Moving from one hip in, to the other hip in–finding the fluidity of movement between moves. More like dancing on ice and navigating through the cauliflower fields, if you will. It was challenging, fun climbing. And after a few laps on a few hard and gnarly routes, we dialed things back a little bit and refocused on cementing in the fundamentals learned from the previous day.
Going one-on-one with a guide/instructor is an invaluable experience, but one of the drawbacks is that you are doing all the climbing! Doesn’t sound like a bad deal, but you realize that without the normal swapping of the belays and various rests that you normally associate with a day at the crag, you can easily wipe yourself far earlier than you normally would.
Pick o’ the Vic
The third and final day saw us head straight to the Upper Bridge to hop on one of the “big boy climbs” that I had mentioned as a goal at the beginning of the course.
I wanted to hop on Pick o’ the Vic, probably the most classic climb in the park. A steep and sustained 40-meter, WI4 climb that you get a prime view of from the bridge. I had been looking at that line in awe since arriving, but was too intimidated by it to give it a try… You get lowered in from the top, and then pretty much have to climb your way back out.
I was tired and fatigued from the previous two hard days of climbing with Mark and here I was about to be lowered in first thing in the morning–this would be my warm up climb. Hope I can get back out!
While getting lowered down you just keep watching the ice go past. It’s a long ways down there and it certainly feels like it. There was no one else around. Just the cold calm stillness of the box canyon floor. 120+ feet of vertical ice above. “You’re on belay!” “Climbing!”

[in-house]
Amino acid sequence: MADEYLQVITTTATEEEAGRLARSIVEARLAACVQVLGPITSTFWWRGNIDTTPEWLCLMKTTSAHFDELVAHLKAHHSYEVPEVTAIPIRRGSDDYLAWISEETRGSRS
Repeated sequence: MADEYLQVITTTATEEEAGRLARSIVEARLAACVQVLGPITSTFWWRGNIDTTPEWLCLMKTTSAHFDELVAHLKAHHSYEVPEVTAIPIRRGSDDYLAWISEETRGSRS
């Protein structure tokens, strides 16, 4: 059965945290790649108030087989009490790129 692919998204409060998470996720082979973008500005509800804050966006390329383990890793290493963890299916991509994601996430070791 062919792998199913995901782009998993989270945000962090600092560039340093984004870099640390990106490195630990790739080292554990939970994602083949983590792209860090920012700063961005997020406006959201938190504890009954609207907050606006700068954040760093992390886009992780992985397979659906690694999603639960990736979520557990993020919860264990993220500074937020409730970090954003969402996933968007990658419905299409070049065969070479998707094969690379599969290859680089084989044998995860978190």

Swing-Kick-Kick. I focused on all I had learned the previous two days and attempted to implement it into each swing, each kick. The ice was all fresh–I had the first run of the day so it wasn’t yet picked out from previous climbers.
I started making progress on the route, the bottom of the canyon began to recede below me, and I focused on moving from one little rest spot to another–identifying the next one before I started climbing again.
A little over halfway up the route and the freshly sprayed ice was beginning to prove problematic–there was a tremendous amount of chandelier ice which has always proved difficult for me, perhaps psychologically as much as physically.
You swing through and shatter large amounts of ice, burying your tool back into these vertically oriented pillars of ice. The purchase of the tools doesn’t feel as strong, and indeed some of my placements sheared out of the ice and cut loose.
I found a decent, albeit wet rest spot to try and recompose myself. Eventually I manage to get through the worst of the chandeliering and make way onto easier ground and then start topping out. Pick o’ the Vic certainly wasn’t easy for me, and I sat on the rope once or twice when my tools busted out. But I was glad to get on that classic route, and happy that I was able to make it up.
Mark offered to lower me down for another go–but I was tired and ready to head for easier ground. We went back to the School Room just adjacent to the Upper Bridge and shifted gears a little bit to talk about leading ice, multipitch ice strategies, ice anchors, screws, and so forth.
One quick tip I picked up from Mark that I hadn’t heard previously was the virtues of the untied cordelette… I’ve always kept my cordelette as a closed system, tied together with a double Fisherman’s or a Flemish Bend. That’s what I usually always see done by my fellow climbers.